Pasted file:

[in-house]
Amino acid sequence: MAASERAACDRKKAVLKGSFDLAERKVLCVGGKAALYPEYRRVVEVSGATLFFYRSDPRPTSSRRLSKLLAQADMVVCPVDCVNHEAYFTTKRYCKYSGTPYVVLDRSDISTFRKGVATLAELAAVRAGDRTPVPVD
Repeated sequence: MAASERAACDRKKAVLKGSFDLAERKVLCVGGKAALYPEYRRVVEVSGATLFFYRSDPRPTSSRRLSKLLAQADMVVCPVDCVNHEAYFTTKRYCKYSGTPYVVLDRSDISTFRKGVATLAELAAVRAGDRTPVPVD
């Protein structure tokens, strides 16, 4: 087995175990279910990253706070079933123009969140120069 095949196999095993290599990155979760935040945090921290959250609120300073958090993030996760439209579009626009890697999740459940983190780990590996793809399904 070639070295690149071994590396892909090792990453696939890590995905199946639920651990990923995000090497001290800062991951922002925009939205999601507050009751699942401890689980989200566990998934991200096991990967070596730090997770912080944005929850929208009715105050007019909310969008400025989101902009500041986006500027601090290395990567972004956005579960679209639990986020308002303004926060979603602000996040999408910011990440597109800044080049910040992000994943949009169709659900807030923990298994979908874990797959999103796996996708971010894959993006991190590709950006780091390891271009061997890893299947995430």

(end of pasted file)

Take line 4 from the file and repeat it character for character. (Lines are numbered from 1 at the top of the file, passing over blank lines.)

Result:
């Protein structure tokens, strides 16, 4: 087995175990279910990253706070079933123009969140120069 095949196999095993290599990155979760935040945090921290959250609120300073958090993030996760439209579009626009890697999740459940983190780990590996793809399904 070639070295690149071994590396892909090792990453696939890590995905199946639920651990990923995000090497001290800062991951922002925009939205999601507050009751699942401890689980989200566990998934991200096991990967070596730090997770912080944005929850929208009715105050007019909310969008400025989101902009500041986006500027601090290395990567972004956005579960679209639990986020308002303004926060979603602000996040999408910011990440597109800044080049910040992000994943949009169709659900807030923990298994979908874990797959999103796996996708971010894959993006991190590709950006780091390891271009061997890893299947995430």